“Social issues.” It’s a squishy, equivocal term suited to a mentality ill at ease with the hard-edged implications of “moral issues” and “morality.” What implications? That there are definite moral truths that show some things to be always and everywhere wrong and deserving of condemnation. Not what the “social issues” mindset cares to hear.
There’s some helpful thinking on this subject in a new book by an archbishop that I want to recommend. But before getting to that, let me do a little scene-setting.
Much of the debate about social issues, moral truth, and the like has focused so far in this election year on Rick Santorum and his run for the Republican presidential nomination. Think what you will about Santorum’s candidacy, he stirred up a hornets’ nest. A typical reaction from the secular left comes from a Washington Post columnist named Lisa Miller, who, in a state of extreme exasperation, delivered this wisdom:
“’You can’t go home again,’ Thomas Wolfe said. Modernity is here, with all its progress and imperfections, and no matter how hard they pray, Santorum and his flock will never be able to turn back time.”
Leaving aside the appositeness of using the title of a novel published 72 years ago to argue that there’s no looking back, Ms. Wheeler has a point. It’s the point typically made by liberal pundits who wish to tell us their particular take on modernity is the only correct one—and if you don’t like it, lump it.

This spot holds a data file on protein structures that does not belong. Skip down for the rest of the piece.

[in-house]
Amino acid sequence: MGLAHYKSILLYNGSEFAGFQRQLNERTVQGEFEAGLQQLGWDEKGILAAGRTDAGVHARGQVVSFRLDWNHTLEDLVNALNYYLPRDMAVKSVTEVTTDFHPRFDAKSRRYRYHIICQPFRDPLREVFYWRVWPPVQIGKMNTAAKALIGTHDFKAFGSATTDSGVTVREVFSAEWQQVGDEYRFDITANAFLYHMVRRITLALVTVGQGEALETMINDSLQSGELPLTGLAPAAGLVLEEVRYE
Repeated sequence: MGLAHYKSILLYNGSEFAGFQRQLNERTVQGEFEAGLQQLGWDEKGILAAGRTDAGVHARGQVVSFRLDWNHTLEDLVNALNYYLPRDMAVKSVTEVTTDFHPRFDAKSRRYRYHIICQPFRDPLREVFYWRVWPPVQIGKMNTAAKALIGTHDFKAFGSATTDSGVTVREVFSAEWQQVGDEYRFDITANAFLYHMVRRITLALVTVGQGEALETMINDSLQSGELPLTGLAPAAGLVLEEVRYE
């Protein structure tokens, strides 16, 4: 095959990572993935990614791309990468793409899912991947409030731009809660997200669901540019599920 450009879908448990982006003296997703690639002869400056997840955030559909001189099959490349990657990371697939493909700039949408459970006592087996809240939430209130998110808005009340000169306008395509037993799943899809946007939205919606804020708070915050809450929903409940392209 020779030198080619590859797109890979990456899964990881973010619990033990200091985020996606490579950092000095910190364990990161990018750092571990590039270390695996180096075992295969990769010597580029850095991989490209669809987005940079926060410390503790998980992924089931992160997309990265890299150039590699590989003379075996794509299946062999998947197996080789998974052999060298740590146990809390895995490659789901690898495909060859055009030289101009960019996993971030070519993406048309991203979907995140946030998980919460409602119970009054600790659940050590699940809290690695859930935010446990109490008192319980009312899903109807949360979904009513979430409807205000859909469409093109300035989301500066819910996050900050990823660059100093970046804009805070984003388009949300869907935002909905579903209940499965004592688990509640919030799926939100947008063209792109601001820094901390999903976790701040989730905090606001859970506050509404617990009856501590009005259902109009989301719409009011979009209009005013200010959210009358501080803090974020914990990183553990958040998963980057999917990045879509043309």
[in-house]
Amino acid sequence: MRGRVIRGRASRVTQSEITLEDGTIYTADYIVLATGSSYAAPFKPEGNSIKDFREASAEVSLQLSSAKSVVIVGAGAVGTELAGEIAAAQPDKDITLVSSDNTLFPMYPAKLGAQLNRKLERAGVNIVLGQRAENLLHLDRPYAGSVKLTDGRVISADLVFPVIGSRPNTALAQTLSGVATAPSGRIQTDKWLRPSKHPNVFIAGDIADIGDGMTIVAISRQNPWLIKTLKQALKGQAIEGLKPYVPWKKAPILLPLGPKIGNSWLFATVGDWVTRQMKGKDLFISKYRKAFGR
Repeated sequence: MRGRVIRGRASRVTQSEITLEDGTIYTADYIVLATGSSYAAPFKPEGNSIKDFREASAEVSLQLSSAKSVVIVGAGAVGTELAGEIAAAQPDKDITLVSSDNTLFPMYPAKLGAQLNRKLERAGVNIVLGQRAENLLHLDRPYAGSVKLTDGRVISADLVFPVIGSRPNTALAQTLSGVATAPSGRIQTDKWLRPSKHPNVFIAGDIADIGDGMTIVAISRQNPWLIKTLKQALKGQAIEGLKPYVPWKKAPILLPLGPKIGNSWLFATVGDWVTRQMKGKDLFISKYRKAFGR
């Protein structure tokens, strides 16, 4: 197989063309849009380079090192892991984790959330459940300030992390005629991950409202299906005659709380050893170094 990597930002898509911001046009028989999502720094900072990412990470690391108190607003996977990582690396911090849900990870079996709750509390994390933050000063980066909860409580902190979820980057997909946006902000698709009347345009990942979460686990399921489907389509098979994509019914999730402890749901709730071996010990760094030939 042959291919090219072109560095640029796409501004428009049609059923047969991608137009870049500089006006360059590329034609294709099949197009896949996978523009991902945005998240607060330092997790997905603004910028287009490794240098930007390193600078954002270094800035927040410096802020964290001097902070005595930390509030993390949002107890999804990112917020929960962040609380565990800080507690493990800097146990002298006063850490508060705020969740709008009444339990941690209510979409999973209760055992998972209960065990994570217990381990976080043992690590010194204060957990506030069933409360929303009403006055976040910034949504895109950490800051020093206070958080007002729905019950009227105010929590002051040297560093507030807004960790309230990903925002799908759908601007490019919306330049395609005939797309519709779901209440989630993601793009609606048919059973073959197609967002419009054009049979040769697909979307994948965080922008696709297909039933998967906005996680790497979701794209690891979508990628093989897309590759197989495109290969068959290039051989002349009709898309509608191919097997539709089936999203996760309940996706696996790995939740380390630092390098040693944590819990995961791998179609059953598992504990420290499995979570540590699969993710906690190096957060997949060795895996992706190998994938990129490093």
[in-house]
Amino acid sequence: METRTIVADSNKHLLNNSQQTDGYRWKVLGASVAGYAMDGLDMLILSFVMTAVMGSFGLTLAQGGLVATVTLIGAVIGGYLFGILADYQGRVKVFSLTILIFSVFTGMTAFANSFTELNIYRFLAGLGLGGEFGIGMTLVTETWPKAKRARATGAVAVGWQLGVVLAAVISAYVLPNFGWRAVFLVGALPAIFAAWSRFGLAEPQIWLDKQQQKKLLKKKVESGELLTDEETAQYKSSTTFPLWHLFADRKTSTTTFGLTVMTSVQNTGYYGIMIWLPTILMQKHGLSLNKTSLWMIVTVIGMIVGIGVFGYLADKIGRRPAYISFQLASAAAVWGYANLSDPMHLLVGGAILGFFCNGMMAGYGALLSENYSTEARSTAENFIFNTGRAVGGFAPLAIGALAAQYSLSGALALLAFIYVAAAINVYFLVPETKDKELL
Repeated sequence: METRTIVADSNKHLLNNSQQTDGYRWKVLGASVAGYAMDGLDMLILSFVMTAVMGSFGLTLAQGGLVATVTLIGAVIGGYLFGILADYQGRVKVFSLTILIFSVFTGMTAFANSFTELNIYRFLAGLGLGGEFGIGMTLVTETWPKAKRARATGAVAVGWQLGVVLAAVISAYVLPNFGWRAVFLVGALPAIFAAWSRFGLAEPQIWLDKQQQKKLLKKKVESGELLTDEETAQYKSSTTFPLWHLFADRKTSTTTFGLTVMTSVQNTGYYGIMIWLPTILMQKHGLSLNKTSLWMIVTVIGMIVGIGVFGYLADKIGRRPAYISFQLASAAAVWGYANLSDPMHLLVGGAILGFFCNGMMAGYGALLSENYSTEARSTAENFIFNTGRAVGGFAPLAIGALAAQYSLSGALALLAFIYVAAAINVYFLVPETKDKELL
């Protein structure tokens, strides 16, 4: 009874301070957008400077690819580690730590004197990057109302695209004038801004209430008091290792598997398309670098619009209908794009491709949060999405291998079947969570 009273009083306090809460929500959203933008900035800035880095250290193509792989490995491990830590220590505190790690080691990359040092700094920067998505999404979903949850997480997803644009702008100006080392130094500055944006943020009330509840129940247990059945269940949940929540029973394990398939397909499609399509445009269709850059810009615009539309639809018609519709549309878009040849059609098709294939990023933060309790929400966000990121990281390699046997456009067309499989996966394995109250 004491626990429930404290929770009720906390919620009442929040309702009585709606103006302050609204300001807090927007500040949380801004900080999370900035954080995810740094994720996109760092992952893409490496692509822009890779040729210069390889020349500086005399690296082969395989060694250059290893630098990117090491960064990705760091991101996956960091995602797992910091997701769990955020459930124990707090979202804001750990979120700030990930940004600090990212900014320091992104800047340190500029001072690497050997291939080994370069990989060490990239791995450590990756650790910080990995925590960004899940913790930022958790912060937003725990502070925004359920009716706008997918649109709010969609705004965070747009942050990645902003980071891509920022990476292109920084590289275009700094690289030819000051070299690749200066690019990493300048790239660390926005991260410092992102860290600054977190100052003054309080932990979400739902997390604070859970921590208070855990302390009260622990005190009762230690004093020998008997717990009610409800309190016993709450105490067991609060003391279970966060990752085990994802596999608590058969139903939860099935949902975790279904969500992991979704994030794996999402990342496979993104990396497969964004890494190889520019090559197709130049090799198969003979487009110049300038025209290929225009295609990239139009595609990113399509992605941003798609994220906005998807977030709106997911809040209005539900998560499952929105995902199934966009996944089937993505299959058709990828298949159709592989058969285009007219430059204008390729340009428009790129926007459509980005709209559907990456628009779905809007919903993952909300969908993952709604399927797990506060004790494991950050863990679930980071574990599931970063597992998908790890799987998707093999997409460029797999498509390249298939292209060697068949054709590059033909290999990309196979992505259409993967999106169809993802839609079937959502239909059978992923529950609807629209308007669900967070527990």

But there’s a different way of thinking. Herman Melville, author of Moby Dick, gave it an ironic twist when he said, “Truth is like a threshing-machine; tender sensibilities must keep out of the way.” Note that bothersome word: truth.
The quote is the lead-in to A Heart on Fire: Catholic Witness and the Next America , a new e-book by Archbishop Charles Chaput of Philadelphia. [It’s available as an e-book for just 99¢]. This is a feisty manifesto by an admired leader of the Church.
One of its surprises is the recovery of largely forgotten essay by Father John Courtney Murray, S.J., “The Construction of a Christian Culture,” based on lectures delivered in 1940. Father Murray is usually recalled a kind of precursor of progressive Catholicism for his advocacy of religious liberty against Church conservatives. Here, though, he’s saying something very different: “American culture…is actually the quintessence of all that is decadent in the culture of the Western Christian world.”
“It’s most striking characteristic,” he writes, “is its profound materialism….It has gained a continent and lost its own soul.”
And this, Archbishop Chaput pointedly remarks, is the “American mainstream” of which all too many American Catholics have rushed to become part in the decades since John Courtney Murray wrote.
During this time, the dominant American culture has turned from secular to secularist, while efficiently secularizing its adherents, Catholics included. “Instead of Catholics converting the culture,” the archbishop laments, “the culture too often bleached out the apostolic zeal in Catholics while leaving the brand label intact.” Here’s the triumph of Ms. Miller’s “modernity …with all its progress and imperfections” that writers like her tell us to accept, no questions allowed.
Archbishop Chaput doesn’t buy it. And if American Catholics do buy it, he warns—as very many have—then Catholicism is finished as a significant cultural factor in the debate on moral values and much else.
Catholics have important choices to make about the future of the Church. A Heart on Fire  can help us make them.